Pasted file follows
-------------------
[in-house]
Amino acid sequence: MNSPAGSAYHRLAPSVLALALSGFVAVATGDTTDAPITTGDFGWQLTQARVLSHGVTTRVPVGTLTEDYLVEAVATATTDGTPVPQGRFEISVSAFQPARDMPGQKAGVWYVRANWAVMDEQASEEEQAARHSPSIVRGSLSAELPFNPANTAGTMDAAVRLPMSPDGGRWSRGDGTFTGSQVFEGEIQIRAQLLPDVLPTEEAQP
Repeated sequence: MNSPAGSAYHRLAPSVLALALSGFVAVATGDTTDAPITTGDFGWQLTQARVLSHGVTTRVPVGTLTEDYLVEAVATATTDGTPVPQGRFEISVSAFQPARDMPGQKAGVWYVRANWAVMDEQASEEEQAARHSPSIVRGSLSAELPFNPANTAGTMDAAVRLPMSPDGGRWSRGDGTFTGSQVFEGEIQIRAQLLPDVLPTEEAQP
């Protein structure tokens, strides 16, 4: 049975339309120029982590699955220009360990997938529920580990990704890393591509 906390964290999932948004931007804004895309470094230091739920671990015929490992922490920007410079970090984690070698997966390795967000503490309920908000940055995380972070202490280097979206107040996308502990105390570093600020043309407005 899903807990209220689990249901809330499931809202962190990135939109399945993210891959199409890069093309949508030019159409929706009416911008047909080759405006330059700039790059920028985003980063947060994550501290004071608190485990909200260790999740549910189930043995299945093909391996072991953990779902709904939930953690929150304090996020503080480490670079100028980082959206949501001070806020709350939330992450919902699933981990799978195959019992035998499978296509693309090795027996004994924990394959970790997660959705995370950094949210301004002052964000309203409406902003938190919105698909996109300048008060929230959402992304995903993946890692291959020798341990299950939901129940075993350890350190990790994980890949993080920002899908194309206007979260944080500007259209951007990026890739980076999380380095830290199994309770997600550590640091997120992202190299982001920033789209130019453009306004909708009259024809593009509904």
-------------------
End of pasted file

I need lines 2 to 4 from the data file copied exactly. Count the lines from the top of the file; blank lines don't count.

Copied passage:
Amino acid sequence: MNSPAGSAYHRLAPSVLALALSGFVAVATGDTTDAPITTGDFGWQLTQARVLSHGVTTRVPVGTLTEDYLVEAVATATTDGTPVPQGRFEISVSAFQPARDMPGQKAGVWYVRANWAVMDEQASEEEQAARHSPSIVRGSLSAELPFNPANTAGTMDAAVRLPMSPDGGRWSRGDGTFTGSQVFEGEIQIRAQLLPDVLPTEEAQP
Repeated sequence: MNSPAGSAYHRLAPSVLALALSGFVAVATGDTTDAPITTGDFGWQLTQARVLSHGVTTRVPVGTLTEDYLVEAVATATTDGTPVPQGRFEISVSAFQPARDMPGQKAGVWYVRANWAVMDEQASEEEQAARHSPSIVRGSLSAELPFNPANTAGTMDAAVRLPMSPDGGRWSRGDGTFTGSQVFEGEIQIRAQLLPDVLPTEEAQP
């Protein structure tokens, strides 16, 4: 049975339309120029982590699955220009360990997938529920580990990704890393591509 906390964290999932948004931007804004895309470094230091739920671990015929490992922490920007410079970090984690070698997966390795967000503490309920908000940055995380972070202490280097979206107040996308502990105390570093600020043309407005 899903807990209220689990249901809330499931809202962190990135939109399945993210891959199409890069093309949508030019159409929706009416911008047909080759405006330059700039790059920028985003980063947060994550501290004071608190485990909200260790999740549910189930043995299945093909391996072991953990779902709904939930953690929150304090996020503080480490670079100028980082959206949501001070806020709350939330992450919902699933981990799978195959019992035998499978296509693309090795027996004994924990394959970790997660959705995370950094949210301004002052964000309203409406902003938190919105698909996109300048008060929230959402992304995903993946890692291959020798341990299950939901129940075993350890350190990790994980890949993080920002899908194309206007979260944080500007259209951007990026890739980076999380380095830290199994309770997600550590640091997120992202190299982001920033789209130019453009306004909708009259024809593009509904």